Getting the ideas out there to staff members and to students alike is already a great start, because, personally, I had never even realised how much I wanted a cheap healthy canteen, until I got to see one at Hong Kong University. Then, if I get elected, I will have more links to the managerial staff and I can use my loud voice to show them that this is indeed something students both want and need. 

That being said, I also have ideas which are easier to implement. Projects such as creating a digital platform where students have free access to the course materials of all courses (why else go to university, if not for the free exchange of knowledge and ideas) or creating an online educational resources which is compulsory for new students, in order to educate everyone on the severity of sexual harassment and discrimination of all sorts, as well as how to safely intervene to help the victim when witnessing such acts. 

I am not trying to claim that it will all be smooth sailing, or that I will be able to achieve all of these things. My manifesto is a reflection of the things that I believe in and will strive for, but underlyingly change usually takes time. What I can promise is transparency regarding my progress and action towards achieving each goal, the formulation of a clear road map, with respective milestones and the constant returning to the student body for feedback and ideas.

Is there anything you’d like to add?

The coming year is, as Tara Gold,  the current VpEd put it, “a once in a generation moment” in which the curriculum is undergoing transformation. This means that the next VpEd will have this main overarching project that they need to focus on and the person that is elected will have a great say in shaping education at our University for years to come.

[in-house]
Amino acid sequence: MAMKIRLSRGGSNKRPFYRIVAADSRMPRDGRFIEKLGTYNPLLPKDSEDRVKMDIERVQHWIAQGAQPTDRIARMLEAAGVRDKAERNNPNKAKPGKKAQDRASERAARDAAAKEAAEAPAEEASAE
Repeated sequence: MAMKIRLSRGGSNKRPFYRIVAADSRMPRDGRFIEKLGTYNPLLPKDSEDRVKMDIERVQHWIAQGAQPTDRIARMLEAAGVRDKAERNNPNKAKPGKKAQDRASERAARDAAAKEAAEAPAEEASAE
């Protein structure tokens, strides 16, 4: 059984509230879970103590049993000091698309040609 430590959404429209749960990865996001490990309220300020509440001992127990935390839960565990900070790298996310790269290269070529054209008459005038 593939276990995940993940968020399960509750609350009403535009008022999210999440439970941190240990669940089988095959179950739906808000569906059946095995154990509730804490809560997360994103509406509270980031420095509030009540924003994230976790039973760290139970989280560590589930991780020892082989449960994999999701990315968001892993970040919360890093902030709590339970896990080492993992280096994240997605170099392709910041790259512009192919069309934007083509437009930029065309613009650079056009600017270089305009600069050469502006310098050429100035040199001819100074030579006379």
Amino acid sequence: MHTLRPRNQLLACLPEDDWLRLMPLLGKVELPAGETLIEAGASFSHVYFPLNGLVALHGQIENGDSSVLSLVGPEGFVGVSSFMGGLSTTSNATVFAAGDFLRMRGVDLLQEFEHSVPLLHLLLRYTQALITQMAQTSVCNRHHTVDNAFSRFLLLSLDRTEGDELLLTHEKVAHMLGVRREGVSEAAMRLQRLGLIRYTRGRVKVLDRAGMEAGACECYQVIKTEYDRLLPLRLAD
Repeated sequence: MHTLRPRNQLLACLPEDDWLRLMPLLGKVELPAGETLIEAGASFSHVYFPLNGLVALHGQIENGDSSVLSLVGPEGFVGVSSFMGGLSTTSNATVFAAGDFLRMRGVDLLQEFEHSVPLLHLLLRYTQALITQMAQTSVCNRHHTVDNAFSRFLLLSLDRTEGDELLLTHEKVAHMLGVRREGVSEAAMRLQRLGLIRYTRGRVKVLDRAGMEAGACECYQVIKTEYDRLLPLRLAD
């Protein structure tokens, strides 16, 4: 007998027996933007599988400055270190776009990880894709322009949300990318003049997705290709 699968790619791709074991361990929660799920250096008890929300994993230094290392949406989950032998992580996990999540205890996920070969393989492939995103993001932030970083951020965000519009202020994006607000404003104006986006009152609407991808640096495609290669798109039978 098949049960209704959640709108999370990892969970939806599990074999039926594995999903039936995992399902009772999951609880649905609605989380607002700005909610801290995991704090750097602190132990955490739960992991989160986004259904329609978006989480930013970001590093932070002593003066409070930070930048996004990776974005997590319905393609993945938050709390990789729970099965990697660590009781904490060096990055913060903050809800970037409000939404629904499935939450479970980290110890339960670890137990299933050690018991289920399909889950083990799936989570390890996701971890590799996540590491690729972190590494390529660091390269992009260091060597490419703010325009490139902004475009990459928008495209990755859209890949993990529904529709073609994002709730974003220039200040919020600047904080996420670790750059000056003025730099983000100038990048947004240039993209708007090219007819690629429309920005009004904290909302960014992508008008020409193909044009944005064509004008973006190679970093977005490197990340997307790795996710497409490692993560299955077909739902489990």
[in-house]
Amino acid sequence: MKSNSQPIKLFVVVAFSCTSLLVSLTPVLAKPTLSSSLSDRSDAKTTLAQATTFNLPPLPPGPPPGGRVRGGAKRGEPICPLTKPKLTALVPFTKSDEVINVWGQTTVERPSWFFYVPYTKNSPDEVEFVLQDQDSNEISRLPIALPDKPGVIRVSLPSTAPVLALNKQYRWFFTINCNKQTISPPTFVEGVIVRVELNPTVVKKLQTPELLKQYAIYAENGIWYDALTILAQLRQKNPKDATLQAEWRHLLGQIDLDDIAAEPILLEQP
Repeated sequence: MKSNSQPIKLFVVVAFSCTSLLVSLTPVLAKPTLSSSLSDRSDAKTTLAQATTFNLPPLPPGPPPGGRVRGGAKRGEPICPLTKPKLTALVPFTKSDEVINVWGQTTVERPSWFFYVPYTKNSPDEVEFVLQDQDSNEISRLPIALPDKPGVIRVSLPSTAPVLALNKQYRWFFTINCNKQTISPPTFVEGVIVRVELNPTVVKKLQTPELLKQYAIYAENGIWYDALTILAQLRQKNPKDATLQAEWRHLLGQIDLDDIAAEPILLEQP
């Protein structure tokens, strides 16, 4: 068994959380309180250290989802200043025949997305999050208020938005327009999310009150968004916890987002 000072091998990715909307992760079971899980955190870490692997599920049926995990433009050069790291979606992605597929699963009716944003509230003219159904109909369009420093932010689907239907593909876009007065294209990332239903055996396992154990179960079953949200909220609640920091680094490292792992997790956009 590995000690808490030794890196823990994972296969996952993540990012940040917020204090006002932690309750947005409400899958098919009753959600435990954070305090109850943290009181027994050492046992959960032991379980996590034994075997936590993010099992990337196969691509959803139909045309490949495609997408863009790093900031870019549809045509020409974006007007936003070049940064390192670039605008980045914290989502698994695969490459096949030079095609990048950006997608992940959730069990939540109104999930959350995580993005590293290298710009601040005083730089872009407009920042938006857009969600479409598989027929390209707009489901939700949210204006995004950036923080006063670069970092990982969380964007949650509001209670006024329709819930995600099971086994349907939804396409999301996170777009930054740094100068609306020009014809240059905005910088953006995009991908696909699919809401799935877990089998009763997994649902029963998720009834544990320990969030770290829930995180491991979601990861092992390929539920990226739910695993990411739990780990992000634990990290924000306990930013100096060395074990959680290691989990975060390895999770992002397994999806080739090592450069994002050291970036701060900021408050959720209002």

I got the chance to speak with both Sam and Henrik, but sadly not with Gabriel. Luckily for the electorate, all candidates seem passionate and genuine, so I would like to encourage everyone to vote for who they feel represents them best and would be able to achieve the most for their interests. Voting furthers the strength of democracy at our University, and we should never take it for granted. It is not just a right, but a responsibility, one that lies with all of us. Preserve democracy, because one day you might wake up having to fight for it. Спава Україні!

You can read Vlad’s full manifesto here.

Voting in the Student Elections is open 7th – 10th March.

Image courtesy of Vlad Grigoras.

By Eliška Suchochlebová

Writer, News Editor, Inclusivity Officer